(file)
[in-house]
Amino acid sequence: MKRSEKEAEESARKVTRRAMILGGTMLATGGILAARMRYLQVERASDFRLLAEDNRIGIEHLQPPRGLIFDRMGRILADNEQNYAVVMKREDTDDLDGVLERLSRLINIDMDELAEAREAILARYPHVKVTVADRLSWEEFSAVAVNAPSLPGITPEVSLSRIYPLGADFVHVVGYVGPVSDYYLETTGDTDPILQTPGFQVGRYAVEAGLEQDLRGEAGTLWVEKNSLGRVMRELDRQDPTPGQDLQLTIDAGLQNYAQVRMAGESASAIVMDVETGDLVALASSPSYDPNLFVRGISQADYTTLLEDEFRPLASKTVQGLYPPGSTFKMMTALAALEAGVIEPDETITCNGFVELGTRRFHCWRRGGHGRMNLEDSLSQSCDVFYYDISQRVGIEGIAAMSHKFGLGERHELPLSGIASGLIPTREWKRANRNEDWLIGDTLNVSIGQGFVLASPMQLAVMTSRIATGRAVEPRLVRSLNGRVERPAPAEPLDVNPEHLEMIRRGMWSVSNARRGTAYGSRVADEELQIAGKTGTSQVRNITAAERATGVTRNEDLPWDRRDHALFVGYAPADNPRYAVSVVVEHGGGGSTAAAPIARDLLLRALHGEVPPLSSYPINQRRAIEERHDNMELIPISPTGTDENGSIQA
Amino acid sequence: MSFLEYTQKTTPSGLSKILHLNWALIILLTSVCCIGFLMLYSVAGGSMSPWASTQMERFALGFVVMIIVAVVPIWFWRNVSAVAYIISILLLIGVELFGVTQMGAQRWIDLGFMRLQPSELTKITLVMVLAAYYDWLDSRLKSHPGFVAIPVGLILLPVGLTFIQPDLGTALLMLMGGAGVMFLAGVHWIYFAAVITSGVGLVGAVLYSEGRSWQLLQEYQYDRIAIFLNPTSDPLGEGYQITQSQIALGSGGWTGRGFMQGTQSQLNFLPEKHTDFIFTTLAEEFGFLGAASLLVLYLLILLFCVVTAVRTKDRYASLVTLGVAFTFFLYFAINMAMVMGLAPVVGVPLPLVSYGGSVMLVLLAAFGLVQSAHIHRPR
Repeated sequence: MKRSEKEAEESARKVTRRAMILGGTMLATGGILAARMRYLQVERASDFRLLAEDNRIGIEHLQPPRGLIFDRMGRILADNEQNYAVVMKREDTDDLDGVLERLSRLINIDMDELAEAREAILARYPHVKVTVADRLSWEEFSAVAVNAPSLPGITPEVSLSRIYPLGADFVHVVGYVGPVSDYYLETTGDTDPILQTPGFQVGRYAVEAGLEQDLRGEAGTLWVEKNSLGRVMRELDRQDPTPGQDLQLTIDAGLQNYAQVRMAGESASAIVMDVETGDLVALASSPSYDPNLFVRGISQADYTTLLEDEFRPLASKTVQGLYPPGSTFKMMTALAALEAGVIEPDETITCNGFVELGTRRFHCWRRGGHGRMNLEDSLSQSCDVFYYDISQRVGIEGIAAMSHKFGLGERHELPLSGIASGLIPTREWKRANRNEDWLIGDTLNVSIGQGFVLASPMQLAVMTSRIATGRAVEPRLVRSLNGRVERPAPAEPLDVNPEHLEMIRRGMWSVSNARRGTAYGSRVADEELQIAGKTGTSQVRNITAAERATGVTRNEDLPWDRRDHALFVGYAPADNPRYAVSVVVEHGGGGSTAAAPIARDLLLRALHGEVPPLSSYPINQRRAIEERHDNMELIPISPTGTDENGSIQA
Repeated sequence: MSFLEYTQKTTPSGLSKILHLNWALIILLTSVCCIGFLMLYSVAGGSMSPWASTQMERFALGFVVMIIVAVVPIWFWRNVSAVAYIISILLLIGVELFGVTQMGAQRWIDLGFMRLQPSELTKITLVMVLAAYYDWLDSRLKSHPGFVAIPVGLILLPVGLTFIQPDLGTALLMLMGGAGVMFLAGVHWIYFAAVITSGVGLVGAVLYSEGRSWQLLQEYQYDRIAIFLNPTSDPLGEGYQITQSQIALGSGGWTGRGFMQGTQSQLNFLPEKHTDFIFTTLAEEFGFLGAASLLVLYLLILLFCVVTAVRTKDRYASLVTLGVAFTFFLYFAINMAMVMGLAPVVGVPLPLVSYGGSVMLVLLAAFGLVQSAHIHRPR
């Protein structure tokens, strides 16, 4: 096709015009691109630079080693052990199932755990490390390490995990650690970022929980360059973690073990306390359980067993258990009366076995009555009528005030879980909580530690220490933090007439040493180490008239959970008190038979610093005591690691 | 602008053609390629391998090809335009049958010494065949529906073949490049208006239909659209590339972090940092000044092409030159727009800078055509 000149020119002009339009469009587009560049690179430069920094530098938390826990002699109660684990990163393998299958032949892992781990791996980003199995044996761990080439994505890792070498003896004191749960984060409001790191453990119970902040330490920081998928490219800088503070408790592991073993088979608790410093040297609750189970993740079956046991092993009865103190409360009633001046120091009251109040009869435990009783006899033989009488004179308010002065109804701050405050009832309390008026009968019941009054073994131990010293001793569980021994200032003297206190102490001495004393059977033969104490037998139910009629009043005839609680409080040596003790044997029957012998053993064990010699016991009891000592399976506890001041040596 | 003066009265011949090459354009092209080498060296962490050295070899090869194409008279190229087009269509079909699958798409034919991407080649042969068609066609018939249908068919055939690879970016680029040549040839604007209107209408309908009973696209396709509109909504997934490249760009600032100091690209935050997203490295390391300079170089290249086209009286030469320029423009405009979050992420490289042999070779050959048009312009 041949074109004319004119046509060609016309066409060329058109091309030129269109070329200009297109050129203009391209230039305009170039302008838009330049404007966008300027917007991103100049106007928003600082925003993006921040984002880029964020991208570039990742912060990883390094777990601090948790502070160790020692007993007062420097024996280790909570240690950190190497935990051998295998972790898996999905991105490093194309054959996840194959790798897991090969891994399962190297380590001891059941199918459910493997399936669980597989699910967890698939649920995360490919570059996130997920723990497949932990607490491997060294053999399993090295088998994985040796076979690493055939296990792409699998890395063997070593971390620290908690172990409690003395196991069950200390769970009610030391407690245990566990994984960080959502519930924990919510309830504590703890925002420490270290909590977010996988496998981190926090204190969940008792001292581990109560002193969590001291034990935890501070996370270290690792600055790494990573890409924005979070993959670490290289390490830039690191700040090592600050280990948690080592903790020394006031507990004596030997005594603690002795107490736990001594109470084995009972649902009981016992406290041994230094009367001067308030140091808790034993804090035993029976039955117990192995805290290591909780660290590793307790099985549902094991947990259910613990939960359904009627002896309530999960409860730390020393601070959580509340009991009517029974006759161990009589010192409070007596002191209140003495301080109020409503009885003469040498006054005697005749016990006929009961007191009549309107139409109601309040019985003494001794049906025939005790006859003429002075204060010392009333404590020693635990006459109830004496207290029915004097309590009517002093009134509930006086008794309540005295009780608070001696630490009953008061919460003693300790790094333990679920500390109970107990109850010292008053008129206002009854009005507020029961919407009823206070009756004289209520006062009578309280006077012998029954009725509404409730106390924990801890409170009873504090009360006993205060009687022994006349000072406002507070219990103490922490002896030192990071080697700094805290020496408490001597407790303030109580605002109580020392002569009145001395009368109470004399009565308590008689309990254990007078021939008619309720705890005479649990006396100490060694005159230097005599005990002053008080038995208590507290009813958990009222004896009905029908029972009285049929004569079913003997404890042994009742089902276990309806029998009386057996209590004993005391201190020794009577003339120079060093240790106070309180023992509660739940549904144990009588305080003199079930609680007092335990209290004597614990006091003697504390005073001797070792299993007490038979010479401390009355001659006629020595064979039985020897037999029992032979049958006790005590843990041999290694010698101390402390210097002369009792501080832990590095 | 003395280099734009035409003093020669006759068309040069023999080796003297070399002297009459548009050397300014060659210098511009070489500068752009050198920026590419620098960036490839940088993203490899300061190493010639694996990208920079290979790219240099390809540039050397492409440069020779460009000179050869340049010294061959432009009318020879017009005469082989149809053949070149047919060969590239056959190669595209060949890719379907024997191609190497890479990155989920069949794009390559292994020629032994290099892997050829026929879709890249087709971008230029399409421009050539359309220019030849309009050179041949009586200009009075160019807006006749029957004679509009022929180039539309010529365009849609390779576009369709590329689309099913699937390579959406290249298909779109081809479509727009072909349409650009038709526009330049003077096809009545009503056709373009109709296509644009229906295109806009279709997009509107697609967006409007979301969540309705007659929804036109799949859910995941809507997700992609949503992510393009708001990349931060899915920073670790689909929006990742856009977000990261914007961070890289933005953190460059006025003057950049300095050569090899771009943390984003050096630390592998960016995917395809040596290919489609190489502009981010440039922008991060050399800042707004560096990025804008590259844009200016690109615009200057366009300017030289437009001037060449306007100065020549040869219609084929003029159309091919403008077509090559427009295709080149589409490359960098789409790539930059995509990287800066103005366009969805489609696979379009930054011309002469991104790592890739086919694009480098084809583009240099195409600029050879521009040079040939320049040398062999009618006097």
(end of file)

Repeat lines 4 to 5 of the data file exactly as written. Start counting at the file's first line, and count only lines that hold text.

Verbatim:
Repeated sequence: MKRSEKEAEESARKVTRRAMILGGTMLATGGILAARMRYLQVERASDFRLLAEDNRIGIEHLQPPRGLIFDRMGRILADNEQNYAVVMKREDTDDLDGVLERLSRLINIDMDELAEAREAILARYPHVKVTVADRLSWEEFSAVAVNAPSLPGITPEVSLSRIYPLGADFVHVVGYVGPVSDYYLETTGDTDPILQTPGFQVGRYAVEAGLEQDLRGEAGTLWVEKNSLGRVMRELDRQDPTPGQDLQLTIDAGLQNYAQVRMAGESASAIVMDVETGDLVALASSPSYDPNLFVRGISQADYTTLLEDEFRPLASKTVQGLYPPGSTFKMMTALAALEAGVIEPDETITCNGFVELGTRRFHCWRRGGHGRMNLEDSLSQSCDVFYYDISQRVGIEGIAAMSHKFGLGERHELPLSGIASGLIPTREWKRANRNEDWLIGDTLNVSIGQGFVLASPMQLAVMTSRIATGRAVEPRLVRSLNGRVERPAPAEPLDVNPEHLEMIRRGMWSVSNARRGTAYGSRVADEELQIAGKTGTSQVRNITAAERATGVTRNEDLPWDRRDHALFVGYAPADNPRYAVSVVVEHGGGGSTAAAPIARDLLLRALHGEVPPLSSYPINQRRAIEERHDNMELIPISPTGTDENGSIQA
Repeated sequence: MSFLEYTQKTTPSGLSKILHLNWALIILLTSVCCIGFLMLYSVAGGSMSPWASTQMERFALGFVVMIIVAVVPIWFWRNVSAVAYIISILLLIGVELFGVTQMGAQRWIDLGFMRLQPSELTKITLVMVLAAYYDWLDSRLKSHPGFVAIPVGLILLPVGLTFIQPDLGTALLMLMGGAGVMFLAGVHWIYFAAVITSGVGLVGAVLYSEGRSWQLLQEYQYDRIAIFLNPTSDPLGEGYQITQSQIALGSGGWTGRGFMQGTQSQLNFLPEKHTDFIFTTLAEEFGFLGAASLLVLYLLILLFCVVTAVRTKDRYASLVTLGVAFTFFLYFAINMAMVMGLAPVVGVPLPLVSYGGSVMLVLLAAFGLVQSAHIHRPR